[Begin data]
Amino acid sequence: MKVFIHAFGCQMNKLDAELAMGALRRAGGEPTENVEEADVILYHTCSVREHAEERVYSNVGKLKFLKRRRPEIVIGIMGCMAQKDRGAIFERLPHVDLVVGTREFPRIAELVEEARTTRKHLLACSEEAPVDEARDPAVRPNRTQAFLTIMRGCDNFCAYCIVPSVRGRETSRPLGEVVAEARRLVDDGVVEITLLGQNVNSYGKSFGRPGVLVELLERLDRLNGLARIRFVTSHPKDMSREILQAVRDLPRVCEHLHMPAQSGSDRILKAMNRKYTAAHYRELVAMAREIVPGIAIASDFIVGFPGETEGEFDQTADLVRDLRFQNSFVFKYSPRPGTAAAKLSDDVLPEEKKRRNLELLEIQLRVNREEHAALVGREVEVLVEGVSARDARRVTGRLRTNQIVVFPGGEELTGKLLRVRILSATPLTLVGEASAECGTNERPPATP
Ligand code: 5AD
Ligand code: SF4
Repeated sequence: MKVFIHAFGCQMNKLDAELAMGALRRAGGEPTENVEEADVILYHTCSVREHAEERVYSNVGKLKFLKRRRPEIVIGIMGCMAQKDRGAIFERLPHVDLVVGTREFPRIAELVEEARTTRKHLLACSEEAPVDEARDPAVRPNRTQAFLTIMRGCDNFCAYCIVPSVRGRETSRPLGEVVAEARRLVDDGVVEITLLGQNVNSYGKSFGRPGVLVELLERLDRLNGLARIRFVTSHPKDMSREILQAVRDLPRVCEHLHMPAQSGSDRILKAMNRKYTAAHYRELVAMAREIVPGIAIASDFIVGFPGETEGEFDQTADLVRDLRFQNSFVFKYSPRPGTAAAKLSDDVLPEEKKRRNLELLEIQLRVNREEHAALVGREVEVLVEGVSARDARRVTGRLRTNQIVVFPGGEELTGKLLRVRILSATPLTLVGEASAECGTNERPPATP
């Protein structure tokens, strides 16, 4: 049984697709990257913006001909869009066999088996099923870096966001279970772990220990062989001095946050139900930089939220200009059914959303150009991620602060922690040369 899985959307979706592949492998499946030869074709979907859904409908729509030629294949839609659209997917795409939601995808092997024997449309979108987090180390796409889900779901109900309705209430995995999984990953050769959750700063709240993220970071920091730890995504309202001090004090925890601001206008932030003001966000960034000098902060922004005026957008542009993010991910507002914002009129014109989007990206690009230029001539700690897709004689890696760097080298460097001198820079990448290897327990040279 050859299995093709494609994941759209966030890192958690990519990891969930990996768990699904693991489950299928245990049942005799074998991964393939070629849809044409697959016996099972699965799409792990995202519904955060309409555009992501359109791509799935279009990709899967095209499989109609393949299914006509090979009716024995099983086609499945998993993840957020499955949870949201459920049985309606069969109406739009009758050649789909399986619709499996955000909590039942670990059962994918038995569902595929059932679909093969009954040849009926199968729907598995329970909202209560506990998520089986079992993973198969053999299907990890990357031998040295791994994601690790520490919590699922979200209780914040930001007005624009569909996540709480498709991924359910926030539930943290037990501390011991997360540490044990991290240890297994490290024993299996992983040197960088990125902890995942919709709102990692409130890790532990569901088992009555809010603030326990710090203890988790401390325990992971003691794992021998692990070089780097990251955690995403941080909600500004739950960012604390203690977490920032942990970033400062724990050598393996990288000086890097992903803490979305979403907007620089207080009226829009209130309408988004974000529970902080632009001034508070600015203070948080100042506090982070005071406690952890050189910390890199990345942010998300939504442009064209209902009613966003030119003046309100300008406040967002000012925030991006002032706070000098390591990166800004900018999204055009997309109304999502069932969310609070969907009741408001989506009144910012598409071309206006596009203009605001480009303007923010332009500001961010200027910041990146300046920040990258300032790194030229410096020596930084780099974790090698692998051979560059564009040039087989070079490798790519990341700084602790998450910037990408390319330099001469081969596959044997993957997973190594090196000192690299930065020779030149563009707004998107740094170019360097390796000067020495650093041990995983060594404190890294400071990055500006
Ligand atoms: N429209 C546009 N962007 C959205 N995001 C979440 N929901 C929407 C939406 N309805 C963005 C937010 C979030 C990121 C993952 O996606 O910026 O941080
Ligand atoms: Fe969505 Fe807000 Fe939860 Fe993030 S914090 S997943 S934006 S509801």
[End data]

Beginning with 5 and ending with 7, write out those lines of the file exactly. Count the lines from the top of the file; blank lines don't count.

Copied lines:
């Protein structure tokens, strides 16, 4: 049984697709990257913006001909869009066999088996099923870096966001279970772990220990062989001095946050139900930089939220200009059914959303150009991620602060922690040369 899985959307979706592949492998499946030869074709979907859904409908729509030629294949839609659209997917795409939601995808092997024997449309979108987090180390796409889900779901109900309705209430995995999984990953050769959750700063709240993220970071920091730890995504309202001090004090925890601001206008932030003001966000960034000098902060922004005026957008542009993010991910507002914002009129014109989007990206690009230029001539700690897709004689890696760097080298460097001198820079990448290897327990040279 050859299995093709494609994941759209966030890192958690990519990891969930990996768990699904693991489950299928245990049942005799074998991964393939070629849809044409697959016996099972699965799409792990995202519904955060309409555009992501359109791509799935279009990709899967095209499989109609393949299914006509090979009716024995099983086609499945998993993840957020499955949870949201459920049985309606069969109406739009009758050649789909399986619709499996955000909590039942670990059962994918038995569902595929059932679909093969009954040849009926199968729907598995329970909202209560506990998520089986079992993973198969053999299907990890990357031998040295791994994601690790520490919590699922979200209780914040930001007005624009569909996540709480498709991924359910926030539930943290037990501390011991997360540490044990991290240890297994490290024993299996992983040197960088990125902890995942919709709102990692409130890790532990569901088992009555809010603030326990710090203890988790401390325990992971003691794992021998692990070089780097990251955690995403941080909600500004739950960012604390203690977490920032942990970033400062724990050598393996990288000086890097992903803490979305979403907007620089207080009226829009209130309408988004974000529970902080632009001034508070600015203070948080100042506090982070005071406690952890050189910390890199990345942010998300939504442009064209209902009613966003030119003046309100300008406040967002000012925030991006002032706070000098390591990166800004900018999204055009997309109304999502069932969310609070969907009741408001989506009144910012598409071309206006596009203009605001480009303007923010332009500001961010200027910041990146300046920040990258300032790194030229410096020596930084780099974790090698692998051979560059564009040039087989070079490798790519990341700084602790998450910037990408390319330099001469081969596959044997993957997973190594090196000192690299930065020779030149563009707004998107740094170019360097390796000067020495650093041990995983060594404190890294400071990055500006
Ligand atoms: N429209 C546009 N962007 C959205 N995001 C979440 N929901 C929407 C939406 N309805 C963005 C937010 C979030 C990121 C993952 O996606 O910026 O941080
Ligand atoms: Fe969505 Fe807000 Fe939860 Fe993030 S914090 S997943 S934006 S509801």